Meanwhile, on the porch, I will just crank the TV volume up a few notches and move a little closer. Sometimes, it is an advantage to be hard of hearing and frequently a little amusing when you think someone is named Fat rather than Thad.

Monday, June 07, 2010

In 1528 Cabeza de Vaca, a Spanish explorer, was the first so-called civilized person to set foot on Texas soil. He, along with three other colleagues, wandered across South Texas, the Southwest and northern Mexico for eight years before being rescued. He could have predicted in 1528 where the oil from the present blowout would go ashore and that Texas and Mexico would be spared. How would he have known this before oil was even discovered beneath the sea?

De Vaca set out from Spain in five ships with over 500 people in 1528. They landed in Cuba after a terrible hurricane destroyed two ships and killed 200 in his party. He then departed Cuba with three ships and about 300 remaining people. He was headed for northern Mexico. Navigation was poor in those days. He sailed and sailed and finally put ashore on what is now Tampa, Florida. Why didn’t he cross the Gulf of Mexico? He didn’t know about the swift current of the Gulf Stream and the so-called loop current that we have been hearing about. His ships, like the current oil spill, were pushed east to the beaches of Florida.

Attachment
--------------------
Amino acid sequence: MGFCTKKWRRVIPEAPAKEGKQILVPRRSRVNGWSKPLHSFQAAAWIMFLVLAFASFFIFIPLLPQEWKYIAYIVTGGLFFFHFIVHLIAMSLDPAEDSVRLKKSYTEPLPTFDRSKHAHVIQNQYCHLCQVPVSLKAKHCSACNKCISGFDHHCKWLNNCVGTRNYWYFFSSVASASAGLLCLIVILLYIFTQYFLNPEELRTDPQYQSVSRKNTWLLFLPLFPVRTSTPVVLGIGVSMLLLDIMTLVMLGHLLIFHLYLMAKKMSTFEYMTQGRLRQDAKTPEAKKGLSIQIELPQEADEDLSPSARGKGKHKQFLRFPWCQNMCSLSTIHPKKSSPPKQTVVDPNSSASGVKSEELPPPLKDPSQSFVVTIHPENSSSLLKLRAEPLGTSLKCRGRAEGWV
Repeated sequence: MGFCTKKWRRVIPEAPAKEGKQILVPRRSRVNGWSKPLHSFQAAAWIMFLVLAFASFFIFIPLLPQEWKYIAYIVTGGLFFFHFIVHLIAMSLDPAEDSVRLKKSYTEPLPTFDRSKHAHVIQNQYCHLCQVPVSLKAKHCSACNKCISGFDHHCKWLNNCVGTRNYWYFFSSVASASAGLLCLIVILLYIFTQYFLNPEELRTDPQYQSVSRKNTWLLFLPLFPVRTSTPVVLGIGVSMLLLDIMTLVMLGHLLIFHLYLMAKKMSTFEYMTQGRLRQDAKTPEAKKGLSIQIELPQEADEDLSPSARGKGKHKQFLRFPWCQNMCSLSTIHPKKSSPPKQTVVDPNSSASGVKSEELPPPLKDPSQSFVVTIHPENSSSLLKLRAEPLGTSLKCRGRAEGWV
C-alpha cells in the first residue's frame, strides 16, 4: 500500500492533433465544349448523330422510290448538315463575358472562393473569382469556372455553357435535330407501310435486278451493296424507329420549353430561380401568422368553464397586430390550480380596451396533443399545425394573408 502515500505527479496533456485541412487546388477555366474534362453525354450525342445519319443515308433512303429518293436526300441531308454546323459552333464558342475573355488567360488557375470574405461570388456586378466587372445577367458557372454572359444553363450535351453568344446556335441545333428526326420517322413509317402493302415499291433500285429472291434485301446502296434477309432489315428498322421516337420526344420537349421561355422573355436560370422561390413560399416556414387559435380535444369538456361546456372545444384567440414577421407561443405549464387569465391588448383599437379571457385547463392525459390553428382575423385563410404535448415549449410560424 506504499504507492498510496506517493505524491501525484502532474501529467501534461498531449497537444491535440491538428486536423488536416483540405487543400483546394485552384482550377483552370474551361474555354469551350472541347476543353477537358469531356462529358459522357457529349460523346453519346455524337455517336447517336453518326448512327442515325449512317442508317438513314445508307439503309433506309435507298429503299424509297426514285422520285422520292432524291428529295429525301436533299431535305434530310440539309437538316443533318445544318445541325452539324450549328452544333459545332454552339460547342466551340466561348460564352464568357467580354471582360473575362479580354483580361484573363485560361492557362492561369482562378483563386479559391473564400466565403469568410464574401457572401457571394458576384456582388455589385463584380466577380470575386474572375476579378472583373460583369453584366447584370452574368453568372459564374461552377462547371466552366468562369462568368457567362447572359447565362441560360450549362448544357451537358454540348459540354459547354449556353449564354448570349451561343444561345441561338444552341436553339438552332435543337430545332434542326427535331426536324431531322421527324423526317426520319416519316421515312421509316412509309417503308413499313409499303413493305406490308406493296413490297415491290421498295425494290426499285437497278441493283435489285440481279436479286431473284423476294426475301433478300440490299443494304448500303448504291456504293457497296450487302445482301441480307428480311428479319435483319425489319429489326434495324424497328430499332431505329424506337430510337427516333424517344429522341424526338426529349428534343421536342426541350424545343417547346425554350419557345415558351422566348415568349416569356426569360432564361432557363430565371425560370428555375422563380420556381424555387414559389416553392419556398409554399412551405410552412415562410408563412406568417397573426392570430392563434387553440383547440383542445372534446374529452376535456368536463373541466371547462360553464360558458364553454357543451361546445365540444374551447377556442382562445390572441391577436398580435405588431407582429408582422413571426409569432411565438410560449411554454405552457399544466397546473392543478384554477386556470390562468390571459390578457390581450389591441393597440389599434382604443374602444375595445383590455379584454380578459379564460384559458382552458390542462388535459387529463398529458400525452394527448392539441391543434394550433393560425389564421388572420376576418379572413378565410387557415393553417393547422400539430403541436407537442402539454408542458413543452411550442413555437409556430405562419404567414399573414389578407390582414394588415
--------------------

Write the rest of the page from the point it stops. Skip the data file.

De Vaca didn’t know where he was. They made rafts and sailed along the Gulf Coast. Of the 300 who made it to land all but four finally perished. They starved or were killed by Indians. De Vaca and his colleagues survived by adapting to the Indians ways and also practiced healing with some success. He removed an arrow from the chest wall of an Indian and the patient survived. This was the first surgical operation in Texas.

Cabeza de Vaca recorded his experiences in a Journal. He described how the Indians lived along the Gulf Coast. They had abundant oysters, fish and plants to eat. Unfortunately, they would not be able to survive after our current disaster. They would have moved onto higher ground and more fertile territory. We could learn a lesson from de Vaca about the direction of oil flow in the Gulf and we could also learn from his Indian friends the importance of preserving our environment.

As I sit on the porch and read the account of Cavaza de Vaca wandering along the Gulf Coast it make me sad to think that the beauty and the abundant resources from that area have now been destroyed. Like the Indians, the inhabitants ot the Gulf Coast are going to have to move to more fertile ground.